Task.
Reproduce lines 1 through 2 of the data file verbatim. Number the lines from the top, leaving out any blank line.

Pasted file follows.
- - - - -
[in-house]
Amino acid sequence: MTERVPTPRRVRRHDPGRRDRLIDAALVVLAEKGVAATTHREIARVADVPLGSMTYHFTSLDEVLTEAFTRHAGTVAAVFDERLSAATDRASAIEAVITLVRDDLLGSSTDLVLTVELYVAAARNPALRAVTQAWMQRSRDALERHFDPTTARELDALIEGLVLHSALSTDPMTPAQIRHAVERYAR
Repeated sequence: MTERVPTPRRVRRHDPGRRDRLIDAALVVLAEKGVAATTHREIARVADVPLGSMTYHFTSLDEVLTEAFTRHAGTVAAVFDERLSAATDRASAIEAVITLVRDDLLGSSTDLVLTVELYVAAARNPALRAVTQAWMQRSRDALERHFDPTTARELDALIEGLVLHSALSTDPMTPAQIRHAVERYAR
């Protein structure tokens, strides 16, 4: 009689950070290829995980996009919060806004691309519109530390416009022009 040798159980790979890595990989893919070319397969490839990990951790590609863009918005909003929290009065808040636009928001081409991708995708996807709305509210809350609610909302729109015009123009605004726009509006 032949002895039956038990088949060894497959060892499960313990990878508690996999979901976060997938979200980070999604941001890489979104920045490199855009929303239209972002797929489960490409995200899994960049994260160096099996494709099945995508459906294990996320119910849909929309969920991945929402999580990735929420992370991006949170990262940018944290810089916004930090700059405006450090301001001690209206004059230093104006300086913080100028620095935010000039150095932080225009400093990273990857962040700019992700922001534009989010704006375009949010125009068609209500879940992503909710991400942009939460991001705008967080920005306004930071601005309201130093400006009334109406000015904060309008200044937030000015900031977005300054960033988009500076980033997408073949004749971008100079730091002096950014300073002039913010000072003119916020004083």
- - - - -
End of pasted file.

[in-house]
Amino acid sequence: MTERVPTPRRVRRHDPGRRDRLIDAALVVLAEKGVAATTHREIARVADVPLGSMTYHFTSLDEVLTEAFTRHAGTVAAVFDERLSAATDRASAIEAVITLVRDDLLGSSTDLVLTVELYVAAARNPALRAVTQAWMQRSRDALERHFDPTTARELDALIEGLVLHSALSTDPMTPAQIRHAVERYAR